Rules and Etiquette Q&A

If you count all the rules, definitions and decisions that fall under the USGA's official Rules of Golf, you end up with several hundred. Is it possible for any one person to keep all that info straight? Probably not, unless you're Genger Fahleson, Director of Rules Education for the USGA. So we asked Genger to answer some of your most pressing rules and etiquette questions. If you have a query of your own, please send it to

Q: After hitting my first putt during a stroke-play tournament, I noticed that the lip of the cup was torn. I fixed the damage with a divot tool and proceeded to hole out. My fellow competitor told me that I had just incurred a two-stroke penalty. Was he correct?
A: As with many rules, the answer depends on several factors. If the impact of a ball caused the damage, you would have been allowed to repair it without penalty (Rule 16-1, The Putting Green). But things get trickier if the tear was caused by another object, such as a spike mark or the flagstick. If the damage was not a ball mark and did not affect the dimensions or the roundness of the hole, you'd incur a two-stroke penalty for repairing it (Decision 16-1a/6, Damaged Hole; Procedure for Player). But if the damage did not alter the dimensions or roundness of the hole, you should have asked a member of the tournament committee to repair it. If a committee member wasn't readily available, you would have been entitled to repair the hole without penalty. Keep in mind that once everyone in your group has holed out, you may -- and indeed should -- repair the damage.

Q: If your ball lies on the fringe of the green, may you a repair a ball mark on the putting surface?
A: Yes. Rule 16-1c states that players may repair damage or ball marks whether or not the player's ball lies on the green.

Q: My ball came to rest inside the yellow stakes of a hazard on the bank of a creek and was surrounded by but not resting against, a group of rocks. Could I have removed the rocks without penalty before I hit my shot?
A: When your ball is in a water hazard, lateral water hazard or bunker, you are not allowed to move or remove any loose impediments, including rocks (Rule 13-4 Ball in Hazard). If you do you incur a two-stroke penalty in stroke play or a loss of hole in match play. You can play the shot from the rocky area or accept a one-stroke penalty and either drop behind the hazard or go back to where your last stroke was made (Rule 26-1).

Q: During play, my partner's ball ended up in a hazard, but it was playable. Before he hit his shot he took three practice swings. Each time his clubhead brushed the grass inside the hazard line. Is there a penalty for this?
A: The "Note" under Rule 13-4 states that when a player's ball is in a hazard, it's okay for her or his club to touch grass, brush or other natural growth, as long as she or he doesn't ground the club (let it rest on the ground).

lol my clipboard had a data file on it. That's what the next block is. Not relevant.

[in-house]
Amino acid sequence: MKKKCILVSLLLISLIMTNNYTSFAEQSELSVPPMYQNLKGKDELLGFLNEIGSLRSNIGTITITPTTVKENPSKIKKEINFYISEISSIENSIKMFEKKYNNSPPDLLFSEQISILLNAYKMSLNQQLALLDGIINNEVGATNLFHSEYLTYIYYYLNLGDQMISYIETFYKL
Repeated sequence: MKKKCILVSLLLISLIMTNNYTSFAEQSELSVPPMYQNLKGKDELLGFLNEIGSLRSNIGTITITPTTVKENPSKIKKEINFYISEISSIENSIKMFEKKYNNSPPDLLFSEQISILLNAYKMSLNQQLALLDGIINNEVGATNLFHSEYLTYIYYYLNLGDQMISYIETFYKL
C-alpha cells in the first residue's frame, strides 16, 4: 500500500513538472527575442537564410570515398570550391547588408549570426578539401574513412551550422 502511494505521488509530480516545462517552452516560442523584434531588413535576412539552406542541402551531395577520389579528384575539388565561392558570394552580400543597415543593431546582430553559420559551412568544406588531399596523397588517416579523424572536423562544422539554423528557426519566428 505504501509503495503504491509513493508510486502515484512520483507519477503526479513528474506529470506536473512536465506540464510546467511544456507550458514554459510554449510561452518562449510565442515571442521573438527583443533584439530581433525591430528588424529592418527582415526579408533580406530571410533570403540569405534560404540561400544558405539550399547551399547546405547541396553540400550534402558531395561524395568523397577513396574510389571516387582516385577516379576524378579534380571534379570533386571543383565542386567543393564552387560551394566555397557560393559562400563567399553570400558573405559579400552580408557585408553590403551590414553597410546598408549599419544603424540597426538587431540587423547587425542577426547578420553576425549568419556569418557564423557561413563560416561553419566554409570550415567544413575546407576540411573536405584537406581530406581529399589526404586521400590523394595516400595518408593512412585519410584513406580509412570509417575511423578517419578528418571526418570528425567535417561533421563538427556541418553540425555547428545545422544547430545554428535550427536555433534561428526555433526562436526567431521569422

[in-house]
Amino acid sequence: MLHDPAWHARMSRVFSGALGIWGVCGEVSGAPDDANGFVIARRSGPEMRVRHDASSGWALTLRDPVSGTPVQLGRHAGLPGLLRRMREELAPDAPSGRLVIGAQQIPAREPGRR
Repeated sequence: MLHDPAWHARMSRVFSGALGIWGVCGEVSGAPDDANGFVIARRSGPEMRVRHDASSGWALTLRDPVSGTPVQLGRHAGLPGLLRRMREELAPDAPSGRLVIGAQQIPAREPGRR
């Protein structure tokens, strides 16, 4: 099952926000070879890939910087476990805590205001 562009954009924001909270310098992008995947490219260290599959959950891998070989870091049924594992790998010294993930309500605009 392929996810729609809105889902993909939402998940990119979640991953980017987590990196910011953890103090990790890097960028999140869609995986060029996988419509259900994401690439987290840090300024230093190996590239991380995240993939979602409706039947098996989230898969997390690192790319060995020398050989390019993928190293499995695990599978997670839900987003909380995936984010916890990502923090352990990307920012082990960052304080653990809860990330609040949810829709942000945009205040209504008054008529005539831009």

Q: A member of our rules committee told me that if a player loses her balance and falls into a bunker, she incurs a two-stroke penalty. Say it isn't so!
A: Your rules committee is in trouble of they are dispensing misinformation such as this. The only pain a player should experience if she falls into a bunker is a bruised ego. There is no penalty under the Rules of Golf. If you need a reference, see Exception 1 under Rule 13-4.

Q: I hit a long shot into a bunker. Both my husband and I saw the ball go into sand about a foot under the lip, but when I got there, it was gone. I dug around in the sand until I found my ball, then I dropped it in the bunker and continued to play without a penalty. Was this the proper procedure?
A: You're allowed to probe and dig for a ball you believed to be covered by sand in a bunker without penalty (Rule 12-1). But once you find the ball, the rule requires you to replace it where you found it so that only part of the ball is visible. Because you dropped the ball instead of re-covering it with sand, you incurred a penalty of loss of hole in match play or two penalty strokes in stroke play (Dec. 20-6/1).

Q: Is there a rule about how you should place the rake in the bunker after you've raked the sand? I've heard that the tip of the handle should be on the edge of the bunker and the rake's end should be in the sand.
A: There's no rule that dictates how rakes should be placed either in or around a bunker, but the USGA does recommend that rakes be placed outside the bunker, where they are least likely to affect play (Misc./2, Whether Rakes Should Be Placed In or Outside the Bunkers).

Q: I was playing in the club championship. We were looking for my ball in the rough when I accidentally ran over it with my golf cart and the ball became embedded. Is this a penalty or is it a free drop?
A: If you were the one driving the cart as it rolled over the ball, you caused the ball to move vertically down into the ground and therefore incurred a penalty of one stroke (Rule 18-2a). Because the original lie had been altered but you knew where it was, you should have placed the ball in the nearest, most similar lie within one club length of the original lie, but not nearer the hole (see Decision 18-2a/21.3). If you were not the driver of the cart, then you should have replaced the ball in the nearest lie without penalty.

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